My intended blog post, #Will Evil Ever be Eradicated from the Earth? is below, but first this:
When I was a kid, I
rode a school bus—as many of you have. We lived near the top of a long sweeping
hill, and I was the first kid on the bus each school day. The driver lived
further up the hill, and each night he parked the bus at his house. In the
mornings, it was easy, he just picked up the kids on the hill and drove us into town, to school.
My kids say I have no
inkling of time, and I guess I didn’t in those days as well, for often, I was
running down our steps as the bus was coming to a screeching halt outside our
gate. The driver took to honking for me. The trouble was he laid on the horn
for about a block before arriving at our house, and he honked whether I was
running or waiting. (We did have an elderly couple living across the street, who were former owners of our property. They were hard of hearing, and never complained.)
After six kids were onboard the bus, the driver pulled into a neighbor’s drive, parked on his steep driveway, set the emergency brake, and with an “I’ll only be a minute,” jumped out of the bus.
A moment later, I felt a slight shutter as the bus gave a groan. I knew the brakes were about to fail.
Well, the driver heard it too. He flew into the bus, and caught the controls before the bus, with six kids on board, began to roll.
My story set the stage for this children’s book: The Incredible Yellow School Bus. It became a fantasy, of course.
I wrote the story when my second daughter was in the first grade. The protagonist/narrator was 11 years old.
The story sat in an old file. Although my daughter kept telling me to publish it. I didn’t think I could.
Fast-forward 20 years, I wrote the sequel, A Journey Into Inner Earth, set four years later. The protagonist was then 15-years-old.
You know the old movie where a fellow waves his hand over the signature line of a check? He just couldn’t get himself to sign it. That was me in pushing the publish button on these books.
And then, miracle of miracles, on my birthday a week ago my internal voice, you know the one who likes to whisper? This time it screamed at me: “PUBLISH THOSE BOOKS, STUPID!”
My ears are still ringing.
I’M DOING IT. (But don’t call yourself stupid—yourself is listening.)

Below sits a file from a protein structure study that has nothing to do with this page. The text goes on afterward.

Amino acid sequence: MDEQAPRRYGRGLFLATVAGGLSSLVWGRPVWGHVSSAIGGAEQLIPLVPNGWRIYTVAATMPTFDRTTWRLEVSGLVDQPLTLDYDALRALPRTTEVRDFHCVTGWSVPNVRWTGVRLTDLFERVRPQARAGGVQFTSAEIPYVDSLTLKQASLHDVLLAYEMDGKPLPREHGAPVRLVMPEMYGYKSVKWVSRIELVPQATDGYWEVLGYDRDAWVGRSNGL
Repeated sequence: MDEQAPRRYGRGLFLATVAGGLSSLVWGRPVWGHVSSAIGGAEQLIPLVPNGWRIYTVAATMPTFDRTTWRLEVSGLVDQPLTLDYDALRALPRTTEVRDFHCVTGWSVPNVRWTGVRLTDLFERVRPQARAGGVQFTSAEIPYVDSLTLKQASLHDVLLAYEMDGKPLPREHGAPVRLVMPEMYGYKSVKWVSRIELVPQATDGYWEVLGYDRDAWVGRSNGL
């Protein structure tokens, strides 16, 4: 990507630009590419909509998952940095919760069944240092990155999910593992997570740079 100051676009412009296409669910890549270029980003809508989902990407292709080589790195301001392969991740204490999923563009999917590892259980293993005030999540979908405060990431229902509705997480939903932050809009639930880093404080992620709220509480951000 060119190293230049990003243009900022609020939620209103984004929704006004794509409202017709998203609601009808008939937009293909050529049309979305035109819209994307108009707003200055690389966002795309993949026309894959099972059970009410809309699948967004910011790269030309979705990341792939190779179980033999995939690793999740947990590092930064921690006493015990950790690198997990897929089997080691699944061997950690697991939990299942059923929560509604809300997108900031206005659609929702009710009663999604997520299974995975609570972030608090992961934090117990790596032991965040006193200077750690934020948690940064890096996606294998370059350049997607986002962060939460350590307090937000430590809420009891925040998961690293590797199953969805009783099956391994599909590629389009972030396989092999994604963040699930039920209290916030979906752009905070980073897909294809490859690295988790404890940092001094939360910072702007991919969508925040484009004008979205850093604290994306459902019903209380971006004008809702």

Note, I am jewell d
Both books available within a couple of days on Amazon.com
Now for the blog post I intended to use before getting carried away.
Have you heard about #The Paper Clip Project?
I had forgotten about it until a night ago when I heard Dr. Harley Rotbart, a pediatrician, being asked this question:
“Will evil ever be eradicated from the earth?”
He thought for a moment, started to say no, then stopped himself. “It will come from the young people,” he said. Then he proceeded to tell the story of the paper clips.
It happened in 1998 in a little town of 2,000 in Whitewell, Tennessee. The town was very homogeneous, all white. Most were protestants, not even a minority or Catholic. The first class consisted of 16 students and was taught by Sandra Roberts, a language arts teacher. When she informed the students that the Nazis had murdered six million Jews. The students were quiet and then began to ask questions about how many is six million. Finally, one of the students suggested that maybe they should collect six million of “something.” The doctor said that the paper clip idea came from a man who wore one in his lapel to commemorate a Holocaust victim. Therefore, they chose paper clips.
Family and friends contributed. Even with a lot of help, they only had 160,000 paper clips by the end of the year, and the students were discouraged. Unknown to everyone at Whitwell, help was on the way.
Two German White House newspaper correspondents, the Schroeders, learned about the Whitwell student project from the United States Holocaust Memorial Museum website. The couple wrote letters and printed them in German newspapers, asking for paper clips and for letters explaining why people wanted to support the project. Within three weeks, the Whitwell students had received 2,000 letters and 46,000 paper clips.
The students wrote celebrities, and soon their 6 million goal seemed within reach. They asked the Schroeders what they should do if people kept sending paper clips to the school after they reached the 6 million. The Schroeders reminded them that historians believed at least eleven 11 million Jewish and non-Jewish victims were murdered by the Nazis and their collaborators during the Holocaust. So, the new goal for the Whitwell, Tennessee students became 11 million paper clips.
Thinking they needed a home for all those paper clips, the Schroeders figured they would find an old rail car such as was used in WWII—the sort that had transported the Holocaust victims. They contacted many people in Germany, but no one knew of a World War II vintage railcar that was available.
A few months later, the Schroeders flew to Germany and drove over 2000 miles through the countryside, looking in old rail yards. Finally, a friend told them to talk to the Director of the Railroad Museum in Ganzlin, Germany. So they did.
The museum had one rail car, built in 1917, Number 011-993, just like hundreds of railroad car pictures from the Nazi Era. The museum director, reluctant to part with the car, finally agreed to sell it to the American school children.
The German Ministry of Defense shipped the authentic rare railroad car to Tennessee, and the railroad absorbed the expense.
The railroad car houses 11 million paper clips.